The East Bay Small Business Council recently honored several local leaders for their dedication to business and the community.
Featured speakers at the Small Business Council’s Black History Month program, held at Geoffrey’s Inner Circle in downtown Oakland Feb. 20, were Rev. Zachary E. Carey of True Vine Ministries, former Oakland Mayor Elihu M. Harris and State Assembly Member Rob Bonta, 18th Assembly District.
Honorees were former Oakland School Board vice president Alice Spearman; Charlie Walker, president of Walker Trucking Company; Len Turner, president of Turner Group Construction; San Francisco Regional Center president Tom Henderson; and Post News Group publisher, Paul Cobb.
Developer Charlie Walker stated that the fight for Blacks to get contracts is the same today as it was 30 years ago.
“If we do not protest and fight against those that are doing business in the Bay Area with government monies and refuse to hire us and provide contracts to those of us that are Black and helped build these communities, we should shut the project down,” said Walker, who went on to discuss that many small business owners are afraid to speak out and those with smaller contracts miss the big picture.
Assemblyman Rob Bonta spoke of his support of small businesses and his advocacy in the region. “I am proud to practice what I advocate, and I have supported the business model of one of tonight’s honorees, Post publisher Paul Cobb.”
“It is important to value our local businesses and support them,” said Bonta.
Tom Henderson, owner of the Tribune Building and I. Magnin Towers, was honored for creating more than 500 jobs in Oakland and partnering with African Americans.
Henderson introduced some of his new partners including Sam Taylor, former Cincinnati Reds baseball player turned entrepreneur with Tesh Sports. Taylor’s move from sports figure to sports entrepreneur began when his career was cut short due to ankle injuries.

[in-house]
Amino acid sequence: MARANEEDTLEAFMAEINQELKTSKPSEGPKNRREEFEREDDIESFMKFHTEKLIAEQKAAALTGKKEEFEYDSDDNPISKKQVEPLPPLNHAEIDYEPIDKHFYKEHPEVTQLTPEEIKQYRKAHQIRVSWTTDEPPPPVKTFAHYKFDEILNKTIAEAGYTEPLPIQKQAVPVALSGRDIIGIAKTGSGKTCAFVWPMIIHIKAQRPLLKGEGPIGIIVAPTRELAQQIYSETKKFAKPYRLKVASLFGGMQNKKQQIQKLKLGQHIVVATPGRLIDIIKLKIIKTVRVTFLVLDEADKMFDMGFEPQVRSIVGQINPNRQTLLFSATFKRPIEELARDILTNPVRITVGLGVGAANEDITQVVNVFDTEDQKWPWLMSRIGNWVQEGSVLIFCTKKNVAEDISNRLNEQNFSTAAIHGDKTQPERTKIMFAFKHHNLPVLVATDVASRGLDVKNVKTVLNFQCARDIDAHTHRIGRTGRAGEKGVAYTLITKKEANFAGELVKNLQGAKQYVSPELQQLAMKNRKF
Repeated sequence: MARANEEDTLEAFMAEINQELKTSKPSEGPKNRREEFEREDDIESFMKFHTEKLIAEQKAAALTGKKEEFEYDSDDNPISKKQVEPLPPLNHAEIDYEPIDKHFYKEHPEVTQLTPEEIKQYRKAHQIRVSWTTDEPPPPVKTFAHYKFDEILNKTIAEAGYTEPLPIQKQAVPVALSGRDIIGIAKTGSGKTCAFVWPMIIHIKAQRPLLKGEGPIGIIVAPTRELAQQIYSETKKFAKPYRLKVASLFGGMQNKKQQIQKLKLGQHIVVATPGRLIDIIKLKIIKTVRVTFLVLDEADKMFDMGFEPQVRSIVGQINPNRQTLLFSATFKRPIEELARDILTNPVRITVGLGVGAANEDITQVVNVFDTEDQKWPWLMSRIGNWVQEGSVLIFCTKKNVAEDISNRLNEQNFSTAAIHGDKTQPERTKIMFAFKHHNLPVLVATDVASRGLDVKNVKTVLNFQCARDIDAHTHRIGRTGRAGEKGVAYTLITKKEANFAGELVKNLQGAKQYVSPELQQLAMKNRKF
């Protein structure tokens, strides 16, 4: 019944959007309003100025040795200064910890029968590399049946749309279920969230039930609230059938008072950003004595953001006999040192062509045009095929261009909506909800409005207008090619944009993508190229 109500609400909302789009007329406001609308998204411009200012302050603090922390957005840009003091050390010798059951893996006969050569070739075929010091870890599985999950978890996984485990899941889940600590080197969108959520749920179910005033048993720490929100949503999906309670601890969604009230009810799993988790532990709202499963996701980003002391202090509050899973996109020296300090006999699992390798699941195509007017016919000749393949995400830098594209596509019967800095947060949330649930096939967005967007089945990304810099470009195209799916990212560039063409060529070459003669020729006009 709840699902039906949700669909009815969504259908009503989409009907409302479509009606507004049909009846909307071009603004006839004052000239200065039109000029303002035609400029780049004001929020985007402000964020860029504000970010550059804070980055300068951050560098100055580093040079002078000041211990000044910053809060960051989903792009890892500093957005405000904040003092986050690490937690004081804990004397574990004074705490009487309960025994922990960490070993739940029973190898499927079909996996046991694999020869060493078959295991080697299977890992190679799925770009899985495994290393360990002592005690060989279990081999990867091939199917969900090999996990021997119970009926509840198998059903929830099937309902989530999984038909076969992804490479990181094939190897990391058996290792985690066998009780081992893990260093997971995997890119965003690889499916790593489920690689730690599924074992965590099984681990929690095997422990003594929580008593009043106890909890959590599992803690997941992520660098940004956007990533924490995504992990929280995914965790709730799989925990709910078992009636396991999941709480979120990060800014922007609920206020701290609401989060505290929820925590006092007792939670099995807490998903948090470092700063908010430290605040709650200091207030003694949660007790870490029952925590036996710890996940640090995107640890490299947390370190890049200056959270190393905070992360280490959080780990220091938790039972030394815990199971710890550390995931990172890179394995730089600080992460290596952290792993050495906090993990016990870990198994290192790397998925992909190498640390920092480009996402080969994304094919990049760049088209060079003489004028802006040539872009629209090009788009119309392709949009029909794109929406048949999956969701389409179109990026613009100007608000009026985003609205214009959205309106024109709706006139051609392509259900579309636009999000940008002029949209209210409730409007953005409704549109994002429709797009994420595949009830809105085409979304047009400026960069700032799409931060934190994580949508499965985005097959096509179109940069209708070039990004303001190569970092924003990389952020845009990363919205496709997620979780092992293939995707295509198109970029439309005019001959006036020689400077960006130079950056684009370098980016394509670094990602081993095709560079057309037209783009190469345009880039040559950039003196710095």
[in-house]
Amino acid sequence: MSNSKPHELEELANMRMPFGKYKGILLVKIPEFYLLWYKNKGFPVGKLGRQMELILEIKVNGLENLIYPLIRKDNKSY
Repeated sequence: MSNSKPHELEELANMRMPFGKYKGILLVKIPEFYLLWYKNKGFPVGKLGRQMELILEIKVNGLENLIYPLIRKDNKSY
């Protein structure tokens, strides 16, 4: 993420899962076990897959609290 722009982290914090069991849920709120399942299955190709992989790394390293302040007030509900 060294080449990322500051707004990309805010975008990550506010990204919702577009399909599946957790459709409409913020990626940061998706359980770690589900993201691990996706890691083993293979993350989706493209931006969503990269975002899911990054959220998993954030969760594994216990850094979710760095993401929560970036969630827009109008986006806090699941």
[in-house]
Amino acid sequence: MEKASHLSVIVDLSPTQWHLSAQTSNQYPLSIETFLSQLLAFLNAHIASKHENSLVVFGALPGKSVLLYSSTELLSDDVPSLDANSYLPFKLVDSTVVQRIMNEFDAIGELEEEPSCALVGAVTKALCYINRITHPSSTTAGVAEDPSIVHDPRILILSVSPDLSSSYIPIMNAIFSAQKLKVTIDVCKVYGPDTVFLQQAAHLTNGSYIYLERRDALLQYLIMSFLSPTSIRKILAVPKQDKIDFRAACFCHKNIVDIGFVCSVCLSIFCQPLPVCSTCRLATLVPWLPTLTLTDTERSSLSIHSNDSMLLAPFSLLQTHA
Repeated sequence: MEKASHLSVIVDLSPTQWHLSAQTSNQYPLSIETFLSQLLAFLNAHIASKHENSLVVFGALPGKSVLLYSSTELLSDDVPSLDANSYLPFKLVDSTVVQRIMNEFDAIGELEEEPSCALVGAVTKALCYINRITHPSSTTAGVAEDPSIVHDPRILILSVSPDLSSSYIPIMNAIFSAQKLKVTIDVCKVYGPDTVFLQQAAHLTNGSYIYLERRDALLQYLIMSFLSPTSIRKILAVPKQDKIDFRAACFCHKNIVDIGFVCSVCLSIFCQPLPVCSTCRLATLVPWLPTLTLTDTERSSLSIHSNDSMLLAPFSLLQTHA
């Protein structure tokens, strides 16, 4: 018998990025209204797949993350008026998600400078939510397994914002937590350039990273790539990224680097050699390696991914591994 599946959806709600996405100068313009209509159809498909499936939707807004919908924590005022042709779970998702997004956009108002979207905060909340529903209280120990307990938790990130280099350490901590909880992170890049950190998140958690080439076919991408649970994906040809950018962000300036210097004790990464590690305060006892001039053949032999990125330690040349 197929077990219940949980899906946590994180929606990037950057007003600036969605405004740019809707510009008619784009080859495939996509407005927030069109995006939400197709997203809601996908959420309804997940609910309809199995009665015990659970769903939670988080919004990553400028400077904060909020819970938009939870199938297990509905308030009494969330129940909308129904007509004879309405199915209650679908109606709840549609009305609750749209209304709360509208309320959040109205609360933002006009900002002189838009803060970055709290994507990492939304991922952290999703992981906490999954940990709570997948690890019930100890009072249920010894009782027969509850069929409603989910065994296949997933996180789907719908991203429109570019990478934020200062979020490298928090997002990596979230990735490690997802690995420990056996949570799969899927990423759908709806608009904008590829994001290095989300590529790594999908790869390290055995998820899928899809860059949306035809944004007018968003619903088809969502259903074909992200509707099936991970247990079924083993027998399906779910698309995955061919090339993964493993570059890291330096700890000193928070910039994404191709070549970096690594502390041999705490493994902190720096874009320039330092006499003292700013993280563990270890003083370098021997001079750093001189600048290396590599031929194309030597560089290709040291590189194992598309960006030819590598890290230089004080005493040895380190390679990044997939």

Through his partnerships, Henderson plans to open nearly a dozen restaurants, a grocery store and a warehouse, among other projects.
“Job creation in Oakland is of the utmost importance to me and through multiple models, I’ve achieved this,” he said. “The opportunities are tremendous and partnerships are key.”
Oakland Post/Post News Group publisher Paul Cobb was recognized for excellence in journalism and advocacy.
Cobb shared his excitement of how members of the tech industry have recently committed nearly $20 billion toward diversity and inclusion. Cobb, who marched with Dr. Martin Luther King, Jr. in Selma 50 years ago, is connected to the Black Lives Matter protests of today.
“Our youth are fighting the same fight we fought with King,” he said. “Today our youth have more of a chance due to access to technology and information, combined with entrepreneurship. The partnerships Tom Henderson has created are invaluable examples of how to transform a city and change the future of the next generation.”
Wil Hardee, former Oakland African American Chamber of Commerce president; Elaine Brown, president of Oakland & the World and former Black Panther Party founder; and Timothy White, OUSD Deputy Chief of Facilities, were also honored but not in attendance.